The Dermis Probe

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The Dermis Probe
The Dermis Probe.jpg
Author Idries Shah
Country United Kingdom
Language English and Spanish as La Exploración Dérmica: The Dermis Probe
Publisher Octagon Press
Publication date
1970
Media type Print (Hardback & Paperback)
ISBN 0-86304-045-4 (paperback edition)
OCLC 20797786

The Dermis Probe is a book by Idries Shah published by Octagon Press in 1970. A paperback edition was published in 1989 and again in 1993.[1] The stories presented in the book are also available in an audio format.[2]

Shortly before he died, Shah stated that his books form a complete course that could fulfil the function he had fulfilled while alive. The Dermis Probe can therefore be read as part of a course of study on Sufism.[3]

Content[edit]

Idries Shah

The Dermis Probe is a collection of teaching stories and proverbs drawn from Sufi tradition. The book also contains a section of supporting notes;

"These notes are of varying subject: sometimes amplification of the theme, sometimes book references, sometimes biographical; some stories, too, have no note at all, though not many, being either self-explanatory or – in Sufi style – entities in themselves which should not be interfered with." [4]

The title piece is a modern retelling of the Blind men and an elephant published by Sanai of Ghazna in Afghanistan. This story was later published by Sanai's student, the poet and mystic Jalaludin Rumi in his Masnavi in the latter half of the thirteenth century.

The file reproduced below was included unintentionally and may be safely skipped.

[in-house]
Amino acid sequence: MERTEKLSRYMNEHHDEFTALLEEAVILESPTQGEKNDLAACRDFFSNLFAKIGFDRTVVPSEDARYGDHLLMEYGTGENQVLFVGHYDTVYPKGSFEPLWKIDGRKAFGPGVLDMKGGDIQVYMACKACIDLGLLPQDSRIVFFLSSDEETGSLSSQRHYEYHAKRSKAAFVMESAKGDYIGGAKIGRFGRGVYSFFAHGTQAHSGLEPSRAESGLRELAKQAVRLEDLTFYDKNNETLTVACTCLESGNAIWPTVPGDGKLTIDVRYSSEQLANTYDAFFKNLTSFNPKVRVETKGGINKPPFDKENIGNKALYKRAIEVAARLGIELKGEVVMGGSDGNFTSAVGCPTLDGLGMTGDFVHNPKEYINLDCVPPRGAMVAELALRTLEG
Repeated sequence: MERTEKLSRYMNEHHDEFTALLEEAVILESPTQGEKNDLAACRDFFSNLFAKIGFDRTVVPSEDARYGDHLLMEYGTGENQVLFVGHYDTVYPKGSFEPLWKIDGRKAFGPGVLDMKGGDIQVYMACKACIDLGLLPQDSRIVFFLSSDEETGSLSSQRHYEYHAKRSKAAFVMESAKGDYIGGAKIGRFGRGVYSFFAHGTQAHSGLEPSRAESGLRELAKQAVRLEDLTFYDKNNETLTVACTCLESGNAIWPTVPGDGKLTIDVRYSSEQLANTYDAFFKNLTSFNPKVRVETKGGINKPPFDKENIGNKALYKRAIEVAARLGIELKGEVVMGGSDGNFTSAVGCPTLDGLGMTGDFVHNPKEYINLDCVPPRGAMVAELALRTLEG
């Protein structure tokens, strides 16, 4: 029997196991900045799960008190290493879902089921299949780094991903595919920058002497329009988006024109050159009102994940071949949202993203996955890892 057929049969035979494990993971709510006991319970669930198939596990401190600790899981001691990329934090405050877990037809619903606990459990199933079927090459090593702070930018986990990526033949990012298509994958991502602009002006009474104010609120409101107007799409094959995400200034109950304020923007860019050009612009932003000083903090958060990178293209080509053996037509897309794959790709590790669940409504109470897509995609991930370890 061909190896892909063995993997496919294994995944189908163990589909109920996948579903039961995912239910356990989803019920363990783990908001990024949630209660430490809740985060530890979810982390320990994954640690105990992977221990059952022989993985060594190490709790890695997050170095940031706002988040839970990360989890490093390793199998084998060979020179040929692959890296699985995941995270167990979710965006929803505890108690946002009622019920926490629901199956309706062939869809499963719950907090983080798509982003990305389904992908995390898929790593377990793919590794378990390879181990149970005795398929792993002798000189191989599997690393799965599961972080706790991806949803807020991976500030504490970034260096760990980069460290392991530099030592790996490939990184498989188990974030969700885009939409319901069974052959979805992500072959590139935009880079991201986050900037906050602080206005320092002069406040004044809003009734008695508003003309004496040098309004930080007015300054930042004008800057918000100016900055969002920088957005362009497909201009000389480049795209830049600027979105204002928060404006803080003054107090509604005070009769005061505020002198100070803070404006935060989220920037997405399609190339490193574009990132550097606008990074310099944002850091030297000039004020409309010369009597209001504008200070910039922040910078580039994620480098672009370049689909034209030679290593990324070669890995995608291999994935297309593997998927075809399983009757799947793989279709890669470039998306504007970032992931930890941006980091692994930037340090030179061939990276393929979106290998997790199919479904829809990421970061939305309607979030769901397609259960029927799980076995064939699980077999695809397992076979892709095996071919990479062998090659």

Shah's adaptation begins with a conference of scientists, from different fields of expertise, presenting their distorted conclusions on the material which the camera is focused upon. As the camera slowly zooms out it becomes clear for the first time that the material under examination is the hide of an African elephant. The words 'The Parts Are Greater Than The Whole' then appear on the screen.

This retelling formed the script for a short four-minute film by the animator Richard Williams.[5] The film was chosen as an Outstanding Film of the Year and was exhibited at the London and New York City film festivals.[6]

Reception[edit]

The Guardian review commented that; “Shah's materials take people by surprise...such a sharp angle to our current conventions...like a peep-show into a world which most people do not imagine exists.” [7]

The New York Times book review wrote that “...The Dermis Probe develops the theme of patterns of material – arrangements: it is necessary to remember that the position of a story and its relation to others – which may be in other volumes – can be important.”[8]

References[edit]

  1. ^ Amazon.com page on The Dermis Probe
  2. ^ Official Idries Shah website
  3. ^ Shah, Tahir (2008). In Arabian Nights: A Caravan of Moroccan Dreams. New York, NY: Bantam. pp. 215–216. ISBN 0-553-80523-1. 
  4. ^ Amazon.com page on The Dermis Probe
  5. ^ Internet Movie Database page on The Dermis Probe
  6. ^ Octagon Press page for The Dermis Probe
  7. ^ The Guardian
  8. ^ New York Times Book Review

External links[edit]